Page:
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Crestone Eagle, July 2003:
text & photos by Kelly Hart
few months ago I was driving down Road T and noticed a house
in the middle of the road. I didn’t remember a house
being there and thought that I was seeing a strange mirage.
The closer I got, the more real it appeared, until I was forced
to slow down and drive around the thing, at which point there
was no doubt about its authenticity.
A big truck tractor was towing this entire 1200 square foot
house balanced on two huge steel I-beams and a bunch of wheeled
dollies. Progress was slow but steady as it inexorably moved
toward its next incarnation in the Baca Grants. Just that
morning it had departed its original home north of Monte Vista
along highway 285, where it had been seasonal housing for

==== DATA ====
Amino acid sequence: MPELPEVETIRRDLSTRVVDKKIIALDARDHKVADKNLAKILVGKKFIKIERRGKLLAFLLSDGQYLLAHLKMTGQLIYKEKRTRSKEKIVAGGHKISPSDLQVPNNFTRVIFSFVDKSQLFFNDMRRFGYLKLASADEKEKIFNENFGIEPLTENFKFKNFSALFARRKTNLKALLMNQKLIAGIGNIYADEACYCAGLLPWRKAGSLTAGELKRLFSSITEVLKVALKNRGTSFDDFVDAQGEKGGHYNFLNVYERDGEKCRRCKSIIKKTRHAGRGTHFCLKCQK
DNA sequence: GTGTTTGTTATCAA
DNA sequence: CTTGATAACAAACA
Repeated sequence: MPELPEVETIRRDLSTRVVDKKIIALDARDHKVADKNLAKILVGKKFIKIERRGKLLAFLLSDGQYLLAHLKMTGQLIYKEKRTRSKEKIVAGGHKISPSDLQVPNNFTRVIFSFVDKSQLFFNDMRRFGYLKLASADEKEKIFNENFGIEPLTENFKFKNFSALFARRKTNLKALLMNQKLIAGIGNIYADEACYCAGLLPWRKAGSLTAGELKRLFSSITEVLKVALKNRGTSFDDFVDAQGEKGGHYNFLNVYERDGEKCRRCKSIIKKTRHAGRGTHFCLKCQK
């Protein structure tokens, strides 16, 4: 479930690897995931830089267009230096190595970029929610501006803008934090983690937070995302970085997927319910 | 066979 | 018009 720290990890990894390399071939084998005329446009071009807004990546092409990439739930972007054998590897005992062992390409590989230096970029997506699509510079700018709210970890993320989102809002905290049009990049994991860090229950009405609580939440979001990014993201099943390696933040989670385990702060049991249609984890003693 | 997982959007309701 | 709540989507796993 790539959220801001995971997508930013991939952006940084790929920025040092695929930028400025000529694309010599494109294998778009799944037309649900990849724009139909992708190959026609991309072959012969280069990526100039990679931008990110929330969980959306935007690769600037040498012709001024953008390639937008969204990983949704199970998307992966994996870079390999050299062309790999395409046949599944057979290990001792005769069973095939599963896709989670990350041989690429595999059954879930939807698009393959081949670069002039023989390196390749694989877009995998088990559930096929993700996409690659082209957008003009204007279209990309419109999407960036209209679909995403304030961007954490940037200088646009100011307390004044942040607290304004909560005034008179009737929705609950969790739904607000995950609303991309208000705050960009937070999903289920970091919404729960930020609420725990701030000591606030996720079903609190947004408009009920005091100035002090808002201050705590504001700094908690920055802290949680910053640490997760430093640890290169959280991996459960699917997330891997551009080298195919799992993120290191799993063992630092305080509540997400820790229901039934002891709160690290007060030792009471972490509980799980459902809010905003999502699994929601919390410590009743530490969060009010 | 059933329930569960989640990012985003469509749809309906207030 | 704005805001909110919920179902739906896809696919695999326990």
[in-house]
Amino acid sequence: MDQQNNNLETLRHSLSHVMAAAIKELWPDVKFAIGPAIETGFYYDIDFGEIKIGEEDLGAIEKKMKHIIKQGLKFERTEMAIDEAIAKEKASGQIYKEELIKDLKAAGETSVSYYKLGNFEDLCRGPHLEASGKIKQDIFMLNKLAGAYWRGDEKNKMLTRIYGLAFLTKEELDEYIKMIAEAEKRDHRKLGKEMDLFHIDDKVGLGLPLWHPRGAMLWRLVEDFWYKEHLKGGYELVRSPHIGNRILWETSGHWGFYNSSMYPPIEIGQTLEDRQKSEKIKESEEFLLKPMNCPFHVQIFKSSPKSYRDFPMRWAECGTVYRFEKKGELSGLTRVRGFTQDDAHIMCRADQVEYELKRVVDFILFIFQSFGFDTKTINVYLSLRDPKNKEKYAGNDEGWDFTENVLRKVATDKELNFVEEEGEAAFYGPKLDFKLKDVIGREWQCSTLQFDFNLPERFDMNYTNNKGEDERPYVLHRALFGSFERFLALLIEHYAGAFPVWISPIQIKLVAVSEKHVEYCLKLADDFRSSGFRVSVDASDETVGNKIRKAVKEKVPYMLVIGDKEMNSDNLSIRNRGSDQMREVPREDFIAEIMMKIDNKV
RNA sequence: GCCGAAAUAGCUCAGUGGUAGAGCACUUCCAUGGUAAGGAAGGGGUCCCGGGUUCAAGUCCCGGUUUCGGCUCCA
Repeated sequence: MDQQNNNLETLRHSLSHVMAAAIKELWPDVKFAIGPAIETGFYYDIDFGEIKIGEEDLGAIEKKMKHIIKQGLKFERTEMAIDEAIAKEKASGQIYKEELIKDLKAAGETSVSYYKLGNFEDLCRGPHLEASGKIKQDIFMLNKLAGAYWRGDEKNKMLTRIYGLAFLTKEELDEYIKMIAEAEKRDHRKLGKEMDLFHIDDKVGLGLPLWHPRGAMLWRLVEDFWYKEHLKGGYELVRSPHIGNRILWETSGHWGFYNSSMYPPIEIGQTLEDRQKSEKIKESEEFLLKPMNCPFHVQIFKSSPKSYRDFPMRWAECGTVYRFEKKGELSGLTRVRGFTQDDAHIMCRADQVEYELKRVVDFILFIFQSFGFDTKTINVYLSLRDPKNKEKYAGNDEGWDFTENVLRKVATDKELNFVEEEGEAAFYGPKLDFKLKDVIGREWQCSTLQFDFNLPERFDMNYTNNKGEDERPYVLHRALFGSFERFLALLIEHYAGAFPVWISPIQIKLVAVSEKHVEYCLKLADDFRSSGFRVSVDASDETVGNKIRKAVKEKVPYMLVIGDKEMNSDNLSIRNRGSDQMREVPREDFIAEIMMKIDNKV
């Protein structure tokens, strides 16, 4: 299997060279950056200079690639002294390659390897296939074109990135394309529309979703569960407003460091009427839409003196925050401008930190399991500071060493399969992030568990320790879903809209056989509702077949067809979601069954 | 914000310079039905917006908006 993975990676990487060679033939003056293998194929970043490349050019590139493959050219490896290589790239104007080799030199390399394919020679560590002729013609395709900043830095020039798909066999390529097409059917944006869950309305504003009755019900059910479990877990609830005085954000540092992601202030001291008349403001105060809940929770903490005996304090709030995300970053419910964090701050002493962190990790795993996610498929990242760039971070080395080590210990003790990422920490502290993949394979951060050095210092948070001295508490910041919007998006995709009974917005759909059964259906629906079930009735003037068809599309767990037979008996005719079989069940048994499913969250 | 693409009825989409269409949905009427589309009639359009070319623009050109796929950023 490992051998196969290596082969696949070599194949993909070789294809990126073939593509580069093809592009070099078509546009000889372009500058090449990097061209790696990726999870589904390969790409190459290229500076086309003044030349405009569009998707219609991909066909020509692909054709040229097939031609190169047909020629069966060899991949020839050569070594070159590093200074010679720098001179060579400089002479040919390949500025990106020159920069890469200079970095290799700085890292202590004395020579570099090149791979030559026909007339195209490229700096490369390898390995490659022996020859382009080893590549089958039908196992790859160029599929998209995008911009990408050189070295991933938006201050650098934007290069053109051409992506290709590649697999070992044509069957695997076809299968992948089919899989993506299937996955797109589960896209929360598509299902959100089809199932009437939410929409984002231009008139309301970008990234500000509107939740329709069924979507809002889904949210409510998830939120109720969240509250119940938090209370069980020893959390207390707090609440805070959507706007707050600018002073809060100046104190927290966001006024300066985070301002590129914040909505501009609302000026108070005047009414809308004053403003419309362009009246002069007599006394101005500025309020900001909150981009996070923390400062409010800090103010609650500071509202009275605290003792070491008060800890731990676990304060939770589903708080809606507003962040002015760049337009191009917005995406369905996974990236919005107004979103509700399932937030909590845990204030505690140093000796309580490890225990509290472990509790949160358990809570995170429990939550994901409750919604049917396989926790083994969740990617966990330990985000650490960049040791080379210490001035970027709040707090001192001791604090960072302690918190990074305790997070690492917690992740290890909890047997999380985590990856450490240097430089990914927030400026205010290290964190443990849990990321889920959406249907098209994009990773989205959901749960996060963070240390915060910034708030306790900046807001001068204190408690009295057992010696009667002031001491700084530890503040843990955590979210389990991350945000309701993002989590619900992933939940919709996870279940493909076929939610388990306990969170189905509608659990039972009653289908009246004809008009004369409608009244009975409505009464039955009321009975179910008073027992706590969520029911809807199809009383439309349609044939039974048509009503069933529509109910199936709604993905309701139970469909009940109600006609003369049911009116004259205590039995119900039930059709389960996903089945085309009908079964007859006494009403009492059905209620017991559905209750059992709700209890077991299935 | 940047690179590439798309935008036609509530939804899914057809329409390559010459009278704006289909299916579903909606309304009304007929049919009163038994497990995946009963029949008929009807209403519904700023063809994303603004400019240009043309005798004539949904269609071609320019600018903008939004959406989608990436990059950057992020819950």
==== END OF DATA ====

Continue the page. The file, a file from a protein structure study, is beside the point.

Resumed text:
Ann Bunting and Tom Dessain had searched for just the right
orphaned house to adopt as their own, lovingly place on a
new foundation, and refurbish. Many houses would not be suitable
for such a trip; only well-built wooden structures can withstand
the stress of such a move. This house had all the qualities
they were looking for: charm, integrity, and affordability.
The entire cost of the house and having it moved was $10,000.
By the time they have it completely fixed up with new plumbing
and electric service, an insulated stucco exterior, new energy-efficient
windows, a metal roof, a completely rebuilt front porch, all
of the interior walls resurfaced, and miscellaneous repairs,
they estimate that the total cost of the project will be about
$50,000, including the land. Not bad for what in most regards